The Generative Generation: will AI make kids smarter, or make it easier to cheat?

This article was written for Nord Anglia’s Insights Magazine by Zofia Niemtus.

In October 2023, a concerned parent asked people in an online forum for their thoughts on an issue: they had discovered that their son had “plagiarised a book report assignment with ChatGPT”.

“Honestly, I was pretty alarmed at how nonchalant he was about the whole thing,” the post says. “I kind of see his point of view in that he has read the entire book, can speak to the details of the story, and that he was basically just using ChatGPT to assemble thoughts and ideas that he has already kind of had floating around in his head already, but my stance is that at the end of the day, plagiarism is plagiarism, it’s not his original work, and it’s unethical, plain and simple.”

What ensued sums up our collective confusion and fear about artificial intelligence (AI). Replies ranged from questions about how detectable the technology is, to the very nature of knowledge, and whether AI will spell the end of humanity.

In November 2022, the world was introduced to ChatGPT, an artificial intelligence-powered chatbot that allows users to have a “conversation” about almost any topic, as well as instructing it to undertake all manner of tasks—including writing book reports.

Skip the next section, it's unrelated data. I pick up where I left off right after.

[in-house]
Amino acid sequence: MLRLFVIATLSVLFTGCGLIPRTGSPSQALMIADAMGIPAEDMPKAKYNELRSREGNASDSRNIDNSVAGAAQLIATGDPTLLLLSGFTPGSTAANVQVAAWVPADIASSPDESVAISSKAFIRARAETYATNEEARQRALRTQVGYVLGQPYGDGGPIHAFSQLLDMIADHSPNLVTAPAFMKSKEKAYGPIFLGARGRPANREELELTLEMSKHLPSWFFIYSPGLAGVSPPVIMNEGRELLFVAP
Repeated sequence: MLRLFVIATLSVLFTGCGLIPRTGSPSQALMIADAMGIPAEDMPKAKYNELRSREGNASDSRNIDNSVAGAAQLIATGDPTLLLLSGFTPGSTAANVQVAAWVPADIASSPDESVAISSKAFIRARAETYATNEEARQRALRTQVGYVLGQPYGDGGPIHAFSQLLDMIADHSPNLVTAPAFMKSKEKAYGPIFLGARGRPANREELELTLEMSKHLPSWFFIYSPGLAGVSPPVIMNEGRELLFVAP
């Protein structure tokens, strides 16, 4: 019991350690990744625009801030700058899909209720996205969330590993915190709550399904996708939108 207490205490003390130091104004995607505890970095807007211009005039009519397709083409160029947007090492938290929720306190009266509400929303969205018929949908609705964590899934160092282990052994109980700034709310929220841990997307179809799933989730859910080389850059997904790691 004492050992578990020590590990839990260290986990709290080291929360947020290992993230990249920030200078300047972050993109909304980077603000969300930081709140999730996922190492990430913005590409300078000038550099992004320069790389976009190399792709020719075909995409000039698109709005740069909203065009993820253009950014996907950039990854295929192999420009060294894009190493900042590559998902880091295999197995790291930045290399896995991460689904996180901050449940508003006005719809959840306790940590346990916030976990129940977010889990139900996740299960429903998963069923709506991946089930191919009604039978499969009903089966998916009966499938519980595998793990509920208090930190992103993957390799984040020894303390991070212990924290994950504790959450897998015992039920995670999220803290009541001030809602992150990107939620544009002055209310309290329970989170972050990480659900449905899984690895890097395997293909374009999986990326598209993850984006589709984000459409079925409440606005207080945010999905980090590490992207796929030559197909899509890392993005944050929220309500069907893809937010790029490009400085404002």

It was AI’s watershed moment, and for its application in all sorts of settings, including schools. Users have already found that the technology can be used to deepen students’ understanding, offer a remarkable level of personalised support and free up a huge amount of teachers’ time. But there is an obvious fear as well: will students cheat and get bots to do much of their work for them?

Should parents be worried? In a word, ‘no’.

AI is changing the education landscape. The question for parents is how to embrace the benefits while protecting against the dangers. It’s a hard balance.

Research from the Center for Democracy and Technology found 58% of students were using ChatGPT, and 90% of staff said they suspected AI was being used to complete assignments.

The sudden emergence of the technology prompted some frenzied responses in education. In Australia, public schools in Queensland and New South Wales put up firewalls to try and prevent the use of AI chatbots in early 2023, before reversing the decision later that year, with the education minister conceding they were “playing catch-up”. Public schools in New York City followed a similar trajectory before recanting in summer 2023.

AI detection software was rapidly introduced in an attempt to weed out chatbot-created work. It was quickly flagged by many institutions as proving unreliable, leading several to publicly announce they would no longer be using it, to reduce the risk of false accusations.

Dr Vaughan Connolly, an education researcher and recent visiting scholar at the University of Cambridge’s Faculty of Education, says staff need to be having conversations with students about academic integrity and “building trust” around the use of AI.

In his experience, most students want to learn and make progress rather than cheat and will “rightly worry” the “inappropriate use of AI may undermine that learning”. He argues that schools need to ensure students understand letting the technology do the work means they aren’t developing the skills they are expected to.